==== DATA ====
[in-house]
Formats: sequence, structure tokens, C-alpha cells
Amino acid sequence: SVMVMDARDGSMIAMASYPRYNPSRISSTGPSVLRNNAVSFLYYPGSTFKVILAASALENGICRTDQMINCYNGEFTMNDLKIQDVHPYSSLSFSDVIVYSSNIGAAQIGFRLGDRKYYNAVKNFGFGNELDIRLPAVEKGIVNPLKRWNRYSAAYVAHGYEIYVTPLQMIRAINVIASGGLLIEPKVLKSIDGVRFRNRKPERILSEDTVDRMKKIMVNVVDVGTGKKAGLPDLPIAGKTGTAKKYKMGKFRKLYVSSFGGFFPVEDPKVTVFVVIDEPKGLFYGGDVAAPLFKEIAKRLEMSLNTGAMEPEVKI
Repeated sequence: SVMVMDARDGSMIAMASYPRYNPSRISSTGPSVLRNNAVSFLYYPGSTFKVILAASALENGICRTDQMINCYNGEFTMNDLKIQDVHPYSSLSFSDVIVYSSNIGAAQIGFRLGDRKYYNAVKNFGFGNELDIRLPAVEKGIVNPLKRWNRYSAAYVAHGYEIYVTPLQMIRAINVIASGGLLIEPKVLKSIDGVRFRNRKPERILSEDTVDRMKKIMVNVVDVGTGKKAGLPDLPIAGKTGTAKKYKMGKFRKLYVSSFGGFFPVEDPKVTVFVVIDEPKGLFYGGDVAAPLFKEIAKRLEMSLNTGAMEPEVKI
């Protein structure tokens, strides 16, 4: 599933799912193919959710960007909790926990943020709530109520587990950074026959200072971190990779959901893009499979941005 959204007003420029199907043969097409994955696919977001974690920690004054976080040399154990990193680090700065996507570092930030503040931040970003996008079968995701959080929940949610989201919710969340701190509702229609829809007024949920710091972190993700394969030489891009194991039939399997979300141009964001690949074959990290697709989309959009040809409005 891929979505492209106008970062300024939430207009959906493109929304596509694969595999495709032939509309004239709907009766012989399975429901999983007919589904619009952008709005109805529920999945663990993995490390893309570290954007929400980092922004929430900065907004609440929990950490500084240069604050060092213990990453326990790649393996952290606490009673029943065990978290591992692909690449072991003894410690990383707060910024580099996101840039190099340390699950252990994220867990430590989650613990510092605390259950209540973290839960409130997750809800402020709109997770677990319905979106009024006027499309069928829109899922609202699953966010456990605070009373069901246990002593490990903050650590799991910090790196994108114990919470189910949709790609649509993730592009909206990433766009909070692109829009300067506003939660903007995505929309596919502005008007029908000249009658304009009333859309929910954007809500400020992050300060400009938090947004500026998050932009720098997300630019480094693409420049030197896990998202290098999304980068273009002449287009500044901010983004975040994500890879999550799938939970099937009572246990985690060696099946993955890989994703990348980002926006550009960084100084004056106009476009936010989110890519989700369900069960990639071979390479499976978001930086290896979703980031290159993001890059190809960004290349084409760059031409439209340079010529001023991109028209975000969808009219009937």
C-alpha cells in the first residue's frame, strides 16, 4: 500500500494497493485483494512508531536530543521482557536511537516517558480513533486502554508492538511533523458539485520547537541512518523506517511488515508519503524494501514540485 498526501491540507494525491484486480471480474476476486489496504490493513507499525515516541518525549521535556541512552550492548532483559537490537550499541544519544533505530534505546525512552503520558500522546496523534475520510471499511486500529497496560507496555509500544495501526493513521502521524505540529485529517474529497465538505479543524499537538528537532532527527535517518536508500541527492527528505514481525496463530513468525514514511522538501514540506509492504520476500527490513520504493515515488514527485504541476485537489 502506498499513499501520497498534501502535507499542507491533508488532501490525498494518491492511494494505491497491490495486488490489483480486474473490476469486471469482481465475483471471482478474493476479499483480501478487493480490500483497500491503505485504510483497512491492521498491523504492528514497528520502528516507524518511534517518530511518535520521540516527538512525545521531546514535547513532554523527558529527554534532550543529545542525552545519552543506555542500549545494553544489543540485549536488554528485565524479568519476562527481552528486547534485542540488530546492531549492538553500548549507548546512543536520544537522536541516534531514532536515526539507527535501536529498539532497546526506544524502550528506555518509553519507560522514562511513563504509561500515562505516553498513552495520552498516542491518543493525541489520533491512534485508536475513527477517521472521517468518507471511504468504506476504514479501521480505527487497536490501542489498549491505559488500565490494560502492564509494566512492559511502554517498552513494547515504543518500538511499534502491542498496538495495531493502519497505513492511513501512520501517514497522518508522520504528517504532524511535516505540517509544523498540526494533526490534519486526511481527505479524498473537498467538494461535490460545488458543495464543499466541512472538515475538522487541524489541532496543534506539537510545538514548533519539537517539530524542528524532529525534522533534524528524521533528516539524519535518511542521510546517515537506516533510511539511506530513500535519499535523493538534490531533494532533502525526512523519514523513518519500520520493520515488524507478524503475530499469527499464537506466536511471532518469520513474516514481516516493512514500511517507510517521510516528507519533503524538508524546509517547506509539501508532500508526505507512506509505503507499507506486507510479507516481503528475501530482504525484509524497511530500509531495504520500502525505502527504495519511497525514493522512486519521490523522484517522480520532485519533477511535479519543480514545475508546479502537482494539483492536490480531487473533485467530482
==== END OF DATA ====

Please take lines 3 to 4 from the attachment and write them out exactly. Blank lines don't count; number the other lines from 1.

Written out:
Amino acid sequence: SVMVMDARDGSMIAMASYPRYNPSRISSTGPSVLRNNAVSFLYYPGSTFKVILAASALENGICRTDQMINCYNGEFTMNDLKIQDVHPYSSLSFSDVIVYSSNIGAAQIGFRLGDRKYYNAVKNFGFGNELDIRLPAVEKGIVNPLKRWNRYSAAYVAHGYEIYVTPLQMIRAINVIASGGLLIEPKVLKSIDGVRFRNRKPERILSEDTVDRMKKIMVNVVDVGTGKKAGLPDLPIAGKTGTAKKYKMGKFRKLYVSSFGGFFPVEDPKVTVFVVIDEPKGLFYGGDVAAPLFKEIAKRLEMSLNTGAMEPEVKI
Repeated sequence: SVMVMDARDGSMIAMASYPRYNPSRISSTGPSVLRNNAVSFLYYPGSTFKVILAASALENGICRTDQMINCYNGEFTMNDLKIQDVHPYSSLSFSDVIVYSSNIGAAQIGFRLGDRKYYNAVKNFGFGNELDIRLPAVEKGIVNPLKRWNRYSAAYVAHGYEIYVTPLQMIRAINVIASGGLLIEPKVLKSIDGVRFRNRKPERILSEDTVDRMKKIMVNVVDVGTGKKAGLPDLPIAGKTGTAKKYKMGKFRKLYVSSFGGFFPVEDPKVTVFVVIDEPKGLFYGGDVAAPLFKEIAKRLEMSLNTGAMEPEVKI